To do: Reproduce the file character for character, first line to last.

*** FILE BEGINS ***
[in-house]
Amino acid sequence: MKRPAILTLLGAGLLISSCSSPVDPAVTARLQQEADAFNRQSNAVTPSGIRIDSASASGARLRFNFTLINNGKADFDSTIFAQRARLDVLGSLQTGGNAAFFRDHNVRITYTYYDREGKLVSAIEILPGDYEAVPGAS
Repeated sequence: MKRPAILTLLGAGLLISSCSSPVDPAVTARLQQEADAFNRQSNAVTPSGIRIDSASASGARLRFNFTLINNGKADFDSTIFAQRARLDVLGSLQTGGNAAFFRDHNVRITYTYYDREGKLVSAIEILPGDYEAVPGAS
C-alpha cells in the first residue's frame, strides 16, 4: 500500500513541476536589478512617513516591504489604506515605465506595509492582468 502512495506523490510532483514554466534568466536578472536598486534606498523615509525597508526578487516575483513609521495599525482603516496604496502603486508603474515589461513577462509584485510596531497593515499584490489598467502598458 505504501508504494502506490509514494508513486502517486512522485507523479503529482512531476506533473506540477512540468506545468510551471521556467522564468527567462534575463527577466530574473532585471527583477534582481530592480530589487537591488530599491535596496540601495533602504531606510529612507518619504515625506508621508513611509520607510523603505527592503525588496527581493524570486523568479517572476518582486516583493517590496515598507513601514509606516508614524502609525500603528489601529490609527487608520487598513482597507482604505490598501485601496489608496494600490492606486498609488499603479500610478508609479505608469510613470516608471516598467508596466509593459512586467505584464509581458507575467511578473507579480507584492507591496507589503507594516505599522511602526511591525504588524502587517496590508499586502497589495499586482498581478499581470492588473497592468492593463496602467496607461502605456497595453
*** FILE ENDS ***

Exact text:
[in-house]
Amino acid sequence: MKRPAILTLLGAGLLISSCSSPVDPAVTARLQQEADAFNRQSNAVTPSGIRIDSASASGARLRFNFTLINNGKADFDSTIFAQRARLDVLGSLQTGGNAAFFRDHNVRITYTYYDREGKLVSAIEILPGDYEAVPGAS
Repeated sequence: MKRPAILTLLGAGLLISSCSSPVDPAVTARLQQEADAFNRQSNAVTPSGIRIDSASASGARLRFNFTLINNGKADFDSTIFAQRARLDVLGSLQTGGNAAFFRDHNVRITYTYYDREGKLVSAIEILPGDYEAVPGAS
C-alpha cells in the first residue's frame, strides 16, 4: 500500500513541476536589478512617513516591504489604506515605465506595509492582468 502512495506523490510532483514554466534568466536578472536598486534606498523615509525597508526578487516575483513609521495599525482603516496604496502603486508603474515589461513577462509584485510596531497593515499584490489598467502598458 505504501508504494502506490509514494508513486502517486512522485507523479503529482512531476506533473506540477512540468506545468510551471521556467522564468527567462534575463527577466530574473532585471527583477534582481530592480530589487537591488530599491535596496540601495533602504531606510529612507518619504515625506508621508513611509520607510523603505527592503525588496527581493524570486523568479517572476518582486516583493517590496515598507513601514509606516508614524502609525500603528489601529490609527487608520487598513482597507482604505490598501485601496489608496494600490492606486498609488499603479500610478508609479505608469510613470516608471516598467508596466509593459512586467505584464509581458507575467511578473507579480507584492507591496507589503507594516505599522511602526511591525504588524502587517496590508499586502497589495499586482498581478499581470492588473497592468492593463496602467496607461502605456497595453